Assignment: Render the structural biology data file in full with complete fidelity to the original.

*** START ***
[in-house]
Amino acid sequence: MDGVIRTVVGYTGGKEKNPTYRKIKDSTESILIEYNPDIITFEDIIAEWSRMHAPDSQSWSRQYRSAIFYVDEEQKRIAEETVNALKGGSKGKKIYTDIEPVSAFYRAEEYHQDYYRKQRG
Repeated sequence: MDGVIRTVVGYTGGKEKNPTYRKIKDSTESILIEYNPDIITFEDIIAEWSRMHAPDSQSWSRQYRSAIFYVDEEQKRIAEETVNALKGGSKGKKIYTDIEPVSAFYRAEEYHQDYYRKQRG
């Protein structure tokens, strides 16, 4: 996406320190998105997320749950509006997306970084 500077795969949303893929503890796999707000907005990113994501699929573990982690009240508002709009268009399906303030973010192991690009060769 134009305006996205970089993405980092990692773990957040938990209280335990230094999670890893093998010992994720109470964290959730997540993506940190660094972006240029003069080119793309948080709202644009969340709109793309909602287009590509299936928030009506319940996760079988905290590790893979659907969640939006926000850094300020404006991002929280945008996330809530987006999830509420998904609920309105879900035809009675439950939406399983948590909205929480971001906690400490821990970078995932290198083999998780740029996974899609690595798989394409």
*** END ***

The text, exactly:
[in-house]
Amino acid sequence: MDGVIRTVVGYTGGKEKNPTYRKIKDSTESILIEYNPDIITFEDIIAEWSRMHAPDSQSWSRQYRSAIFYVDEEQKRIAEETVNALKGGSKGKKIYTDIEPVSAFYRAEEYHQDYYRKQRG
Repeated sequence: MDGVIRTVVGYTGGKEKNPTYRKIKDSTESILIEYNPDIITFEDIIAEWSRMHAPDSQSWSRQYRSAIFYVDEEQKRIAEETVNALKGGSKGKKIYTDIEPVSAFYRAEEYHQDYYRKQRG
């Protein structure tokens, strides 16, 4: 996406320190998105997320749950509006997306970084 500077795969949303893929503890796999707000907005990113994501699929573990982690009240508002709009268009399906303030973010192991690009060769 134009305006996205970089993405980092990692773990957040938990209280335990230094999670890893093998010992994720109470964290959730997540993506940190660094972006240029003069080119793309948080709202644009969340709109793309909602287009590509299936928030009506319940996760079988905290590790893979659907969640939006926000850094300020404006991002929280945008996330809530987006999830509420998904609920309105879900035809009675439950939406399983948590909205929480971001906690400490821990970078995932290198083999998780740029996974899609690595798989394409």